Arijit picked up the call to hear from one of the parlors' owner who proposed a 50% concession for a 60-minute 'relaxation' massage. He finalized an appointment at 12:15 PM. He completed his morning ablutions and had two soft-boiled eggs for breakfast. Arijit thought this would give him the extra energy that his routine bowl of chocos-milk couldn't. He then got unknowingly absorbed in deciding on the right combination from his perfectly inch-by-inch lined clothes. He settled on a combination of a pair of Tommy Hilfiger trousers and a D&G T-shirt. He was careful so that the label of his Calvin Klein shorts was visible. A pair of Nike shoes with socks from the same brand and he was ready to test and taste the delights of skin on skin.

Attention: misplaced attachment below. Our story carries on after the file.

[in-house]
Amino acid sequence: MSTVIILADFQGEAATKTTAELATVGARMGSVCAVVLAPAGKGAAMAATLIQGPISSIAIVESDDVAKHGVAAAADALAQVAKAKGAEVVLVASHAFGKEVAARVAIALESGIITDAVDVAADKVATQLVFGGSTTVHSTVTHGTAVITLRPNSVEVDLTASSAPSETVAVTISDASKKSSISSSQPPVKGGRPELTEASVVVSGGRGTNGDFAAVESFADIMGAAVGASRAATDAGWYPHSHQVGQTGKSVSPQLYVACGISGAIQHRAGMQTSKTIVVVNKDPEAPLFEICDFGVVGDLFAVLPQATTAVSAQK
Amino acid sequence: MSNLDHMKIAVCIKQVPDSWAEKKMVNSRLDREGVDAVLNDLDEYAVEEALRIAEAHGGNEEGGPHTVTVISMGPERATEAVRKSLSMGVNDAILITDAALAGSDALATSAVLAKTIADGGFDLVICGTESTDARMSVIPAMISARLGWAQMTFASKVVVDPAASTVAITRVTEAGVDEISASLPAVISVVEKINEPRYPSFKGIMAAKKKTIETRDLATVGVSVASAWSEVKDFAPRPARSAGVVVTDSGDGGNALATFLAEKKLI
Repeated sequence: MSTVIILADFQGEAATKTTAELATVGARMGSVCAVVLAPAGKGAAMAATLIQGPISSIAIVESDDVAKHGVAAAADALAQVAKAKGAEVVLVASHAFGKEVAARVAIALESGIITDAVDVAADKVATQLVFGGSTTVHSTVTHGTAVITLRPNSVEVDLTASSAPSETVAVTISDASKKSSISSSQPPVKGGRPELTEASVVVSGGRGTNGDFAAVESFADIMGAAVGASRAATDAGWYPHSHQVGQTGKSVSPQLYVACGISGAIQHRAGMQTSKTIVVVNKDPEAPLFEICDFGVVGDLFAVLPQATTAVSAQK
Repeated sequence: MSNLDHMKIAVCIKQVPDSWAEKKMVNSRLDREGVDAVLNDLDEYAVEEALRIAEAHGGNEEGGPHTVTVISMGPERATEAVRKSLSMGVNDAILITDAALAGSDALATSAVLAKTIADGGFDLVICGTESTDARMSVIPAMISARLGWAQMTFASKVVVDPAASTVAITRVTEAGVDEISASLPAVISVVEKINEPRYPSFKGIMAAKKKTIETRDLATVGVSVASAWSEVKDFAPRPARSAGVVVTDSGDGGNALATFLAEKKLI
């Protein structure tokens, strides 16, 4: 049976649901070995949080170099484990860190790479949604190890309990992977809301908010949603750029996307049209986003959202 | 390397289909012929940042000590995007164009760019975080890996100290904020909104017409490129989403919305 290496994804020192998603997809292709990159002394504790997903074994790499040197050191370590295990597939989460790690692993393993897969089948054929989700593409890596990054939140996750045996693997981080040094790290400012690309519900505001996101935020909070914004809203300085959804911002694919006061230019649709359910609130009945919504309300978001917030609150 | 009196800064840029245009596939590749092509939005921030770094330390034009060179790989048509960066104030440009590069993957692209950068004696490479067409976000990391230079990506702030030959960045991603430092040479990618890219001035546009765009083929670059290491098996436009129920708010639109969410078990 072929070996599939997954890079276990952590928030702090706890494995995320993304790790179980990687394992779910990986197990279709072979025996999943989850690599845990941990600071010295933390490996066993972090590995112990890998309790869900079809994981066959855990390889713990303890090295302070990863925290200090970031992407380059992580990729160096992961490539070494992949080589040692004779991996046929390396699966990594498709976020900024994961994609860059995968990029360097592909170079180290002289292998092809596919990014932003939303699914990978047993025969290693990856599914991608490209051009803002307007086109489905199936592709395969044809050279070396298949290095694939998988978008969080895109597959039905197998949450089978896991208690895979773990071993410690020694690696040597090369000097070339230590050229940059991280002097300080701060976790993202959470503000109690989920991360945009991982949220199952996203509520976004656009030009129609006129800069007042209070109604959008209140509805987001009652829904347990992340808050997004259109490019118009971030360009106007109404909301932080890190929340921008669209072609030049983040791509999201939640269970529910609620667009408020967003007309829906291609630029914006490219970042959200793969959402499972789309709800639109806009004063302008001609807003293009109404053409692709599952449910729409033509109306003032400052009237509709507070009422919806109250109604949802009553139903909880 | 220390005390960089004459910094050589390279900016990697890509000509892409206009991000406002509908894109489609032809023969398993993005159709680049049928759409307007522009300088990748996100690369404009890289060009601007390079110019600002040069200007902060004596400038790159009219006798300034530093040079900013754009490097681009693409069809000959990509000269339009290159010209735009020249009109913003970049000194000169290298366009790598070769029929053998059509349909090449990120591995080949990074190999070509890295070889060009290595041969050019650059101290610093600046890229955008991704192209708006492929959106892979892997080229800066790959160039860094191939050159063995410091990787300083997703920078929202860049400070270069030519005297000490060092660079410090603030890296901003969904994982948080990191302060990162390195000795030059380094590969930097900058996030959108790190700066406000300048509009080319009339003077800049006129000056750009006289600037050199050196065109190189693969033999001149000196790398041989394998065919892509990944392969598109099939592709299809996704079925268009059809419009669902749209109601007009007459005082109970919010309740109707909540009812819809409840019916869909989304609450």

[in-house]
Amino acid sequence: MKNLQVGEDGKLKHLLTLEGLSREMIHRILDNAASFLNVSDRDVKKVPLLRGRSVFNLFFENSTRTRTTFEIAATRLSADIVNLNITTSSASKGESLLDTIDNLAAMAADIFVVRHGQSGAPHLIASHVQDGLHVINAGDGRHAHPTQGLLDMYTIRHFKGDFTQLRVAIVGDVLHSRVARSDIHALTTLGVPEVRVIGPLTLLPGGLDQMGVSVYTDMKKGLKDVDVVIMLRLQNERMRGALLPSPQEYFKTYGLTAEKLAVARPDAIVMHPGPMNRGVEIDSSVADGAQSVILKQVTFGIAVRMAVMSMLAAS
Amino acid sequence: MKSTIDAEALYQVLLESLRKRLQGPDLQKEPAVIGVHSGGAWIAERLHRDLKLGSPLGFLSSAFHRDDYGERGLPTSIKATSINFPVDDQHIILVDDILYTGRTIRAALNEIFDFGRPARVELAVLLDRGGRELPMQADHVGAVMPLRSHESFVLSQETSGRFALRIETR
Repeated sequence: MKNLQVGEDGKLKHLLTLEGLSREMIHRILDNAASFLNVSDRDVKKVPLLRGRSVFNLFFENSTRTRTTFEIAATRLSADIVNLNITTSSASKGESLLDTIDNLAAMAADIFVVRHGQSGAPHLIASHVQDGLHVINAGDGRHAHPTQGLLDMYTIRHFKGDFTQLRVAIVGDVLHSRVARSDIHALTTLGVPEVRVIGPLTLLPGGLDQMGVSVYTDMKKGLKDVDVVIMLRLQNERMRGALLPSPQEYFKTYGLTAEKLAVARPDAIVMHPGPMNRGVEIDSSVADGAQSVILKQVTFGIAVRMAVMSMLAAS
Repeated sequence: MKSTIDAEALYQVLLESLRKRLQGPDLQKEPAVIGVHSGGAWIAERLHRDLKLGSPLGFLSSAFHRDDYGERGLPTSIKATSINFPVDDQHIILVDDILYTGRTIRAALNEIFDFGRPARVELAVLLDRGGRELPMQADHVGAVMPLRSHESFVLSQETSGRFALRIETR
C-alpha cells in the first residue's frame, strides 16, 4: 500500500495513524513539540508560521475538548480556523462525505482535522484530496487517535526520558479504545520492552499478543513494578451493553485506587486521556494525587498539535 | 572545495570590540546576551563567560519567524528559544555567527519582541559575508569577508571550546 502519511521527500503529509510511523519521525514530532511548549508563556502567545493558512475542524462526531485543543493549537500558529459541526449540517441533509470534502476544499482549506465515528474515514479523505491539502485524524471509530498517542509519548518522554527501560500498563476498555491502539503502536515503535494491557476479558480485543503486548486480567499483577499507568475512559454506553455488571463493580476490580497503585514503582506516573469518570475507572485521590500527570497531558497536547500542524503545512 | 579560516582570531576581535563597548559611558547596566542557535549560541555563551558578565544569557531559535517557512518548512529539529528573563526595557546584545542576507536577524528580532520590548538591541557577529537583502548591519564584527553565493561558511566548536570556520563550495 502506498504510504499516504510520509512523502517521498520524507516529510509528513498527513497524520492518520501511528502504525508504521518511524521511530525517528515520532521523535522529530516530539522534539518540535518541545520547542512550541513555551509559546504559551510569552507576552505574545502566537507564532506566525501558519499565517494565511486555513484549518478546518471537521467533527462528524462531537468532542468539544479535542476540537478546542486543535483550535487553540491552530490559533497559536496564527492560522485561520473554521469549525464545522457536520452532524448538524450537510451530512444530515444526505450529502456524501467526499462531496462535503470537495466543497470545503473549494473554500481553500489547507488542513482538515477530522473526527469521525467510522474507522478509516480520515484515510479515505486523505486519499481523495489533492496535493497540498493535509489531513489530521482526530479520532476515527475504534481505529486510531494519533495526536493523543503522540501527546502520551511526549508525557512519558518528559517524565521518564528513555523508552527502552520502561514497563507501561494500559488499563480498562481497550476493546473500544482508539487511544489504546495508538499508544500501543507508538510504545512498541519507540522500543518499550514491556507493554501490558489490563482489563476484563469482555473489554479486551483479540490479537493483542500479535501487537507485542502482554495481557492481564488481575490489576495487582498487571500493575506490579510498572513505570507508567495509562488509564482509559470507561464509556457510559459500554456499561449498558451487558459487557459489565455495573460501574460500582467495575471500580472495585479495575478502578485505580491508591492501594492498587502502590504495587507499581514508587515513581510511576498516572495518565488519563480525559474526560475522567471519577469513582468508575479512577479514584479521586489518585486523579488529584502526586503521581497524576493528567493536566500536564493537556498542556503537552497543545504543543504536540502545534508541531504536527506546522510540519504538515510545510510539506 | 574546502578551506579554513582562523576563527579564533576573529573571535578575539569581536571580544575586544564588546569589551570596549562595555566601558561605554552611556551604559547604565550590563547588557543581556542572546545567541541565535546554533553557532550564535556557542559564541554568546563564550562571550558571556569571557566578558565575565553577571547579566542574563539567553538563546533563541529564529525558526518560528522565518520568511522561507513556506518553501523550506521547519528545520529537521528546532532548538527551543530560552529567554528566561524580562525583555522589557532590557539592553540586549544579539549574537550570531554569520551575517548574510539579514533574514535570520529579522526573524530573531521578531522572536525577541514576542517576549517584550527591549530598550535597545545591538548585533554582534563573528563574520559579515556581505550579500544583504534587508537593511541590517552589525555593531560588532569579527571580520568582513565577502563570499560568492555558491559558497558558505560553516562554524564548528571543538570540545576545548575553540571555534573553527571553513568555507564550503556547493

He hired a rickshaw to reach the parlor. The rickshaw puller, as he understood, had immigrated from Bangladesh but Arijit, in his vanity, talked to him in Hindi. While he was on his way, the rickshaw puller got a call. Arijit was irritated with the unexpected hiatus and with the likely delay, but he decided to behave well and hence kept silent. The rickshaw puller's daughter was demanding a pair of jeans to which his response was that only if he could manage a few more trips, he should be able to buy one. There was an ocean of raw affection in his voice. Even though Arijit understood every fragment of the conversation, he kept silent. In no time he remembered his parents, who never went to any shopping mall even though they were wealthy enough. They didn't know of any brand beyond Nirma, Xerox, Vimal, Surf, Colgate, Ponds, Raymond, ..., and Mafatlal Trousers. All their lives, they bought clothes from the local para (colony) shops. He remembered how he used to hold his mother's hand tightly while demanding the most fashionable jeeens on display at Sri Radha Bastralaya at Dumdum in Kolkata. The images turned blurry. Tears started marking their territory through his cosmetic cheeks till they collapsed in between his legs, the jerk of the rickshaw paving a rapid path for the tears. He asked the rickshaw puller to drop him back. When he reached the entrance to his apartment, he asked his name."Bikash," he said mostly through his nose. Arijit gave him two virgin 500-rupee notes. Bikash was puzzled but Arijit didn't let him respond and went back to his room and changed to something less obvious. This time he tucked his T-shirt into his trousers to avoid the anticipated attention. He found that he didn't have a single unbranded piece of cloth. He looked into the mirror and tried to smile. He smiled plastic smiles, happy smiles, and "Yo, Baby!" smiles, preparing himself for the movie and the expressions he would wear in the mall.